Making friends is child’s play

Neighbors have become friends and in the process have taught us all that friendship knows no limits—age or otherwise.

A nursing home, Mercy Place Abbotsford, and kindergarten, the University of Melbourne's Early Learning Center, reside next door to each other in Melbourne, Australia. They joined forces earlier this year to help reduce isolation, encourage social engagement and promote physical activity among residents, the majority of whom have dementia. All through child's play.

Mercy Health spokeswoman Karen Gooding told ABC News Australia the initial plan was to arrange a couple get-togethers. "But after a few visits, the kids wanted to see more of the residents, and they wanted to see the kids as well so we made it a fortnightly thing," Gooding said. "You find a lot of the time, the residents have grandchildren and great-grandchildren the same age as the kids here, so they enjoy connecting with them."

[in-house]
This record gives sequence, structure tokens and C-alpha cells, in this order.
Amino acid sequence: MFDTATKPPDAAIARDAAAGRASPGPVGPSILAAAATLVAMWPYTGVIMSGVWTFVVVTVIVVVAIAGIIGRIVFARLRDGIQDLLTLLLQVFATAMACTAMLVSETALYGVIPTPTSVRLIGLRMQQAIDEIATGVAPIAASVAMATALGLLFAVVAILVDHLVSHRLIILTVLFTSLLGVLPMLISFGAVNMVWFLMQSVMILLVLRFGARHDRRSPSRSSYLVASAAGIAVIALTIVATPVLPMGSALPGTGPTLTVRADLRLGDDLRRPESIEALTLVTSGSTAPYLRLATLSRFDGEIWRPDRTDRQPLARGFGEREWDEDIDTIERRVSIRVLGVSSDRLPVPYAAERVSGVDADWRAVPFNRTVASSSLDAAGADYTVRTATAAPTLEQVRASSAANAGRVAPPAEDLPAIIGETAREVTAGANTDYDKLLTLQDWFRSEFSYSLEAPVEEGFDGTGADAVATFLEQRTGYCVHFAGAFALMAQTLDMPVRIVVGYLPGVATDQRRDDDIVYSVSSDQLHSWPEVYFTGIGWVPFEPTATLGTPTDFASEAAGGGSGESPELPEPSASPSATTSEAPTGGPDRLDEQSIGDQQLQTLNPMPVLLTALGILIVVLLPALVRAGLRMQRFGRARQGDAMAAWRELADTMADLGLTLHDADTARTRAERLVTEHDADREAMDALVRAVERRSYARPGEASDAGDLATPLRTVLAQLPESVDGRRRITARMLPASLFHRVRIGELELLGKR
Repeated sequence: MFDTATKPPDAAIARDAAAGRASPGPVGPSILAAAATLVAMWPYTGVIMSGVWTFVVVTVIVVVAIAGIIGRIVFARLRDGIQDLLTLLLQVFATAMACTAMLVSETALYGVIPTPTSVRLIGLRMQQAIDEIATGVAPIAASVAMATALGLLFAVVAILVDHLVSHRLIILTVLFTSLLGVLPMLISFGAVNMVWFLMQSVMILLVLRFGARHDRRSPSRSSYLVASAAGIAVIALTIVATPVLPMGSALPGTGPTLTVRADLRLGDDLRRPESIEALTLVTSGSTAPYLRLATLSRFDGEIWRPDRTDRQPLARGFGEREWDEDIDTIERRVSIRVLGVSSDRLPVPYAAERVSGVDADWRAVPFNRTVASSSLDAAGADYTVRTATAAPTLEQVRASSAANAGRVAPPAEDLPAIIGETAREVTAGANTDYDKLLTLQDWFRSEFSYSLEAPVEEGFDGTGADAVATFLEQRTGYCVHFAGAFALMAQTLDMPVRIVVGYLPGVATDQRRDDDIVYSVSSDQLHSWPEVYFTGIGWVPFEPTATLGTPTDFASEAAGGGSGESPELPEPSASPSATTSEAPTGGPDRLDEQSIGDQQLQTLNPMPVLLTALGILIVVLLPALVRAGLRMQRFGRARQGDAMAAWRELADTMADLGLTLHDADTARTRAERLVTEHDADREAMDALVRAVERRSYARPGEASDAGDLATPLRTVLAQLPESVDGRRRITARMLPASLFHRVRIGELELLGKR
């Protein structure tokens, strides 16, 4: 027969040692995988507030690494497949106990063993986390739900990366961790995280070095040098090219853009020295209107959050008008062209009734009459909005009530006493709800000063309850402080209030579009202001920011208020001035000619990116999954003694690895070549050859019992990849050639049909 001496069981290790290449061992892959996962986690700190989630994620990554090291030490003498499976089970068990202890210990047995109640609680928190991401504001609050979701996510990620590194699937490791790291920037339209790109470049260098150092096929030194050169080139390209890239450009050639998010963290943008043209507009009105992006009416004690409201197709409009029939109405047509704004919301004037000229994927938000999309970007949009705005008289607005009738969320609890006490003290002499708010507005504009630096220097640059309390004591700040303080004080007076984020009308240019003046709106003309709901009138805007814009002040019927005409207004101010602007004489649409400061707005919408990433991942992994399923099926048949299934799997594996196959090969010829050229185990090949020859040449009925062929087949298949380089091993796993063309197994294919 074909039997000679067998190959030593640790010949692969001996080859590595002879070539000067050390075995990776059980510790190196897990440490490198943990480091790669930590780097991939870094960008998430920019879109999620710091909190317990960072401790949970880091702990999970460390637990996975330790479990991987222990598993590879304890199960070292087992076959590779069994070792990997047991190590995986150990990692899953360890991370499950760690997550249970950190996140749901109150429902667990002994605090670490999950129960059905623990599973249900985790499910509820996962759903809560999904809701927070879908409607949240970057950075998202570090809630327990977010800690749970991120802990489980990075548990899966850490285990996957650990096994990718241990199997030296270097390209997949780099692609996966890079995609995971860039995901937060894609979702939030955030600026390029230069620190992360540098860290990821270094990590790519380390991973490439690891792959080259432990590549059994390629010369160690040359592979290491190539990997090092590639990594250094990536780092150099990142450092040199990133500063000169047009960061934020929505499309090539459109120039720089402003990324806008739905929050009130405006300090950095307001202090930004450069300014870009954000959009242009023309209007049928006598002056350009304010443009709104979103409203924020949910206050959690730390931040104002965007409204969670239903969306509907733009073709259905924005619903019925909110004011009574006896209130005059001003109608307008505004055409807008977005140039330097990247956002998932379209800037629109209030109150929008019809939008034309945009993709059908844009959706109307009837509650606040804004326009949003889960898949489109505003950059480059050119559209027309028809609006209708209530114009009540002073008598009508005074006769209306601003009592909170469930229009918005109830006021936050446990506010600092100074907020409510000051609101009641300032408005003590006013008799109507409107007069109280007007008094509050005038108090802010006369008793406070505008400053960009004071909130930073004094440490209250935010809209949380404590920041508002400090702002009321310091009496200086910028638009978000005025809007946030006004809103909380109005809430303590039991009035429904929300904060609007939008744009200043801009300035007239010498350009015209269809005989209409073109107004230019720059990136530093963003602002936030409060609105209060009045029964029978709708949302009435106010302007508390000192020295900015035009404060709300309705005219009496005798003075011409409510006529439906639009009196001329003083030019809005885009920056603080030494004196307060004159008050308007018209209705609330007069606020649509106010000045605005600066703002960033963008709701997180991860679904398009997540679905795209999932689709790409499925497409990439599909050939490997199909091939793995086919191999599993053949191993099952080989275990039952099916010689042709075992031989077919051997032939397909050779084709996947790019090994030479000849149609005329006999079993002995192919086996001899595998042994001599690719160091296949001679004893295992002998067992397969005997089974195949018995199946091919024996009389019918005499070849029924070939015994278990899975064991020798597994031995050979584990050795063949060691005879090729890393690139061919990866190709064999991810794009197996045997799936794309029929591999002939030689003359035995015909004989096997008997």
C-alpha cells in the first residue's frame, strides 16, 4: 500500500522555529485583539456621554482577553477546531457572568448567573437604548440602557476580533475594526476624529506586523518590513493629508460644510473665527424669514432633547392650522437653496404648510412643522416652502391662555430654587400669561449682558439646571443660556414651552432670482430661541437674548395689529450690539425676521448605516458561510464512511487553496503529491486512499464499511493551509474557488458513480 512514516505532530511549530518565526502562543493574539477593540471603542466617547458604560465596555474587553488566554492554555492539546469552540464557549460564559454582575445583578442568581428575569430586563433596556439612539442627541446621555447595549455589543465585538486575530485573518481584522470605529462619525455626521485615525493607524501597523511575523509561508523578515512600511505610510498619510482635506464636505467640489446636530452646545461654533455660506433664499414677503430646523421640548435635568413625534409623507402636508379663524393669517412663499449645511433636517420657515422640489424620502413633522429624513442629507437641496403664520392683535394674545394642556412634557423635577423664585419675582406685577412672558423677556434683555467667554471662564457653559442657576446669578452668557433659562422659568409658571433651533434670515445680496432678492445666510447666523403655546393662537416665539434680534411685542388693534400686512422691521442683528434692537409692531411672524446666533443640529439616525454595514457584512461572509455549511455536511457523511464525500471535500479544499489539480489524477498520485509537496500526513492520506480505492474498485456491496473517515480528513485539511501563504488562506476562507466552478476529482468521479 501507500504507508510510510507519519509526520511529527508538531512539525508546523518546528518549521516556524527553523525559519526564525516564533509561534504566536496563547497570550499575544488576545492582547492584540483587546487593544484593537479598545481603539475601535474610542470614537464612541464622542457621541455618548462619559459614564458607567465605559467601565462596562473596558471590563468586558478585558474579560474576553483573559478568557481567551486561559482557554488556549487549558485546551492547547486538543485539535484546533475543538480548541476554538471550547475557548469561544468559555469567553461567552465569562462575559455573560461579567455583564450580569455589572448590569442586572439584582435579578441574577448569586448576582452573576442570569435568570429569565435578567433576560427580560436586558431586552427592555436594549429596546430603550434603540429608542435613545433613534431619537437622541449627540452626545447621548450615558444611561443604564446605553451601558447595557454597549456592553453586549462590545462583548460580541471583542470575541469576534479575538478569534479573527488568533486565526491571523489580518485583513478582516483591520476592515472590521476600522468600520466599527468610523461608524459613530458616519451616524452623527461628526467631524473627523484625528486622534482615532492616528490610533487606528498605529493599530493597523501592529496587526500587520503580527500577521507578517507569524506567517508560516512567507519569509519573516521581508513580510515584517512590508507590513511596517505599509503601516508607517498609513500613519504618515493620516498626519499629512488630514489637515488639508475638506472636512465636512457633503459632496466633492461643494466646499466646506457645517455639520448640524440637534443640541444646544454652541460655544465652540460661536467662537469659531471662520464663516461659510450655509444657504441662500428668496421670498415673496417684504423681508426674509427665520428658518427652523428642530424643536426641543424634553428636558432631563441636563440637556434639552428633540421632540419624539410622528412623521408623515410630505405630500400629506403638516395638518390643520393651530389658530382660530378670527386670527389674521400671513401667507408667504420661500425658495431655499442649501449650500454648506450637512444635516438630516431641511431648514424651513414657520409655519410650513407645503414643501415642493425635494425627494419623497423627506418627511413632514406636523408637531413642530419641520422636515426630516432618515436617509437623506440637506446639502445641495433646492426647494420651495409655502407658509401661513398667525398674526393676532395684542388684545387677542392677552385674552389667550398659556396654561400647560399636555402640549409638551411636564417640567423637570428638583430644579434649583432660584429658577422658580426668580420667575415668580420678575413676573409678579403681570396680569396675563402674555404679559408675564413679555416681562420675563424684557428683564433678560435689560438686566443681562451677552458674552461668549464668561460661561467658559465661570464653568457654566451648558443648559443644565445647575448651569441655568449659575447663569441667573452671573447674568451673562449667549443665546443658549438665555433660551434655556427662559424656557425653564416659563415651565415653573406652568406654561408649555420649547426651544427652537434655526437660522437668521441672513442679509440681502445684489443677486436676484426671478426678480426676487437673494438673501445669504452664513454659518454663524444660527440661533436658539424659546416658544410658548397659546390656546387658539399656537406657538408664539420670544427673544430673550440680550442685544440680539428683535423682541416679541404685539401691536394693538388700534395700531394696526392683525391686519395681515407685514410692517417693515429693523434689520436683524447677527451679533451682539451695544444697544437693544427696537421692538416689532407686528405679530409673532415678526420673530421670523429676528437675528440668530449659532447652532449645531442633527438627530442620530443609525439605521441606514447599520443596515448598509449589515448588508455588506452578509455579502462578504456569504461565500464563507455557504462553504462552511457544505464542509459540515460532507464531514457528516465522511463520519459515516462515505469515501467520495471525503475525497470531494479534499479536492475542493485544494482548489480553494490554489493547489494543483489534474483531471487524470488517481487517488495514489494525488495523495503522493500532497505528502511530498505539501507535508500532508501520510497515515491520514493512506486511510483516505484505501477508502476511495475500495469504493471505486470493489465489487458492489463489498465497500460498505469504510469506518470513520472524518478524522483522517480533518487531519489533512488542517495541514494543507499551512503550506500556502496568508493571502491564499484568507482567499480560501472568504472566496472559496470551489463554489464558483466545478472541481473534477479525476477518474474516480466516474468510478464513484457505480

Kindergarten teacher Rei Otsuki says the feeling is mutual. Many children have developed strong friendships with the residents, including a young boy who "constantly" asks about a 100-female resident. "He helps her out with her coffee, and he loves reading stories to her," Otsuki said. "That's really beautiful to see."

Mercy Health is rolling out the program at facilities nationwide based on positive feedback from parents and teachers.

Topics: Activities , Alzheimer's/Dementia